Audreyfay

Specializes in Everything but psych!. Has 31 years experience.

I agree about the clinical supervisors role. They really don't want to teach. They want you to know and do, with them making sure you do it right. Not the right way to do it, is it? "If we ran the world......."

mariedoreen

Specializes in Med-Surg. Has 3 years experience.

Part of that is encouraging you to develope and utilize your critical thinking skills.We were encouraged to obtain as much info independetky as possible especially in clinicals....As a nurse I can tell you there is nothing more frustrating then students and newbie nurses constantly asking you questions that they should be finding the answers to-like drug compatibility and such or how to mix insulins....If you don't make the effirt to find the info on your own you won't retain it as well....

Yes, I understand this argument very well and agree with it; however, if a clinical instructor equates asking a question with being unprepared and writes the student up... how likely is it that that student or any of the others who know of this incident will turn to the instructor for help again? And when they do not, the risk that patient care will be compromised increases...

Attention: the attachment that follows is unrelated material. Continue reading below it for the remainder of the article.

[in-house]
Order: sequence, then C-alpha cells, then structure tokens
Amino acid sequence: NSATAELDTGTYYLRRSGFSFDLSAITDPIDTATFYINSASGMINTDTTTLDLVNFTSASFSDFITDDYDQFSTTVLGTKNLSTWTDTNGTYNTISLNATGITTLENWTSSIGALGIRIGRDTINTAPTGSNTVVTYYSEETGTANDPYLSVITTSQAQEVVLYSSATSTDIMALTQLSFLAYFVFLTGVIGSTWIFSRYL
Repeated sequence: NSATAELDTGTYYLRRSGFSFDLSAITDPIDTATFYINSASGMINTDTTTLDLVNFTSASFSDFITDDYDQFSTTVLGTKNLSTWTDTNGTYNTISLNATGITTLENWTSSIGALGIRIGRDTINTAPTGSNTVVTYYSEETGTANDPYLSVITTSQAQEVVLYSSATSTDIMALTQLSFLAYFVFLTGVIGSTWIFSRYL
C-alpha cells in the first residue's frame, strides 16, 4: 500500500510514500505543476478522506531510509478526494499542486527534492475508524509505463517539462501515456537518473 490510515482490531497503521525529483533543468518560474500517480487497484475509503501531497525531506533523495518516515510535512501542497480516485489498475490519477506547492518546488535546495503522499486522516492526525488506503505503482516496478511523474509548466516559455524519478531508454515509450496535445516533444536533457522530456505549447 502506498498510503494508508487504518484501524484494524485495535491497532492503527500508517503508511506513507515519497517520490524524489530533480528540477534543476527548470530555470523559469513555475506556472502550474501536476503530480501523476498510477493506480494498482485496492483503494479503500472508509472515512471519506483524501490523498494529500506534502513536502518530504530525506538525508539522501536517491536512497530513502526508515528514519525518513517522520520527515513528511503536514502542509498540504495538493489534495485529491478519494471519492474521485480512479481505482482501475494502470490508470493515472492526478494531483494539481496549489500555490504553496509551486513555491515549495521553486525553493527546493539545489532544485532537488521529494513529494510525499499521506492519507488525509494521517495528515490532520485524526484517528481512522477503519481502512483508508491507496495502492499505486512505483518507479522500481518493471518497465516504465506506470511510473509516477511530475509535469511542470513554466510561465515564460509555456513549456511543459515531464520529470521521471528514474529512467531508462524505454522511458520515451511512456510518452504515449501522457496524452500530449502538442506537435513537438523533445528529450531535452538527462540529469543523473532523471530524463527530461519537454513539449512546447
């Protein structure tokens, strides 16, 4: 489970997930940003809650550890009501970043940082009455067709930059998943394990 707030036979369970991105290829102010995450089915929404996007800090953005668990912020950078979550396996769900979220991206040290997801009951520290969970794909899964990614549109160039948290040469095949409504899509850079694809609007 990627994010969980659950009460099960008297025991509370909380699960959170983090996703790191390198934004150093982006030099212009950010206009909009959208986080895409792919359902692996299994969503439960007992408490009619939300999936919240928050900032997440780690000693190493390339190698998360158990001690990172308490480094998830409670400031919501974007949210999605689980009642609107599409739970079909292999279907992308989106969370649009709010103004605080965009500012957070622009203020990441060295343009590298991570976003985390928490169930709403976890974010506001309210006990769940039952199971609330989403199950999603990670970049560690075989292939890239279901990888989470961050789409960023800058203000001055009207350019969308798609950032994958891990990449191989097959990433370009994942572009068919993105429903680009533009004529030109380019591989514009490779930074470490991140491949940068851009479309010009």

akcarmean, LPN

Specializes in Home Health Care,LTC.

I had a clinical instructor like that. We went through 4 or 5 instructors. They couldn't keep the position filled. I believe that the onsite clinical instructor should also be there to help you learn. A person is completely different than a dummy. If you check all the resources you had they should have helped you. If you only checked 1 then you should have used more in order to help you retain the information. Good luck.

Angelia